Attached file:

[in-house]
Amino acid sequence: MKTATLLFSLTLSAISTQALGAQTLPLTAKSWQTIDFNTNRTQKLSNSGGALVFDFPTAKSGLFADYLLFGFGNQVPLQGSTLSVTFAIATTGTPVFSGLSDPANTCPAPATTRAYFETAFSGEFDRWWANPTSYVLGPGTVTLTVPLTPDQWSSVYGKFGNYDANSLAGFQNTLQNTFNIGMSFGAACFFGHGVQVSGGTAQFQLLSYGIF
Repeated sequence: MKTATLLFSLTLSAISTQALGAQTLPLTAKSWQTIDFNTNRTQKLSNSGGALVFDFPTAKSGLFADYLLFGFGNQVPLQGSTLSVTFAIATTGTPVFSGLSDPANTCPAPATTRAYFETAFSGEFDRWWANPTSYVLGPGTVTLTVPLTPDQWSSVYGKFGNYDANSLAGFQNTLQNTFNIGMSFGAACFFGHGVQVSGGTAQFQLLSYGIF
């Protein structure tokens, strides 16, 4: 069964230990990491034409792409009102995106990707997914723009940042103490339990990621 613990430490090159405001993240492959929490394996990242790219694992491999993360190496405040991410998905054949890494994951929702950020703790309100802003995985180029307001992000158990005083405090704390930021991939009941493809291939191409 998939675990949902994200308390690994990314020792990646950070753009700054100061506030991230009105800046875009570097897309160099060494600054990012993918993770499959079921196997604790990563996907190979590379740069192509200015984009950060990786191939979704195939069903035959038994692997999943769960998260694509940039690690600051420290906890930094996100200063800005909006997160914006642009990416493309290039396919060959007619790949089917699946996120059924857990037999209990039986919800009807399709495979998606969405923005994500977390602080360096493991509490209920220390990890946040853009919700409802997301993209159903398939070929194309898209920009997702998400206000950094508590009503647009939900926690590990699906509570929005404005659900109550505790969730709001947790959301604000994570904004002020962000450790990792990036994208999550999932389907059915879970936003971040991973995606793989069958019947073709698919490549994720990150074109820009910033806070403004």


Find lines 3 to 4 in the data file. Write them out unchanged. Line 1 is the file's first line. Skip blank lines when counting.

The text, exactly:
Repeated sequence: MKTATLLFSLTLSAISTQALGAQTLPLTAKSWQTIDFNTNRTQKLSNSGGALVFDFPTAKSGLFADYLLFGFGNQVPLQGSTLSVTFAIATTGTPVFSGLSDPANTCPAPATTRAYFETAFSGEFDRWWANPTSYVLGPGTVTLTVPLTPDQWSSVYGKFGNYDANSLAGFQNTLQNTFNIGMSFGAACFFGHGVQVSGGTAQFQLLSYGIF
């Protein structure tokens, strides 16, 4: 069964230990990491034409792409009102995106990707997914723009940042103490339990990621 613990430490090159405001993240492959929490394996990242790219694992491999993360190496405040991410998905054949890494994951929702950020703790309100802003995985180029307001992000158990005083405090704390930021991939009941493809291939191409 998939675990949902994200308390690994990314020792990646950070753009700054100061506030991230009105800046875009570097897309160099060494600054990012993918993770499959079921196997604790990563996907190979590379740069192509200015984009950060990786191939979704195939069903035959038994692997999943769960998260694509940039690690600051420290906890930094996100200063800005909006997160914006642009990416493309290039396919060959007619790949089917699946996120059924857990037999209990039986919800009807399709495979998606969405923005994500977390602080360096493991509490209920220390990890946040853009919700409802997301993209159903398939070929194309898209920009997702998400206000950094508590009503647009939900926690590990699906509570929005404005659900109550505790969730709001947790959301604000994570904004002020962000450790990792990036994208999550999932389907059915879970936003971040991973995606793989069958019947073709698919490549994720990150074109820009910033806070403004």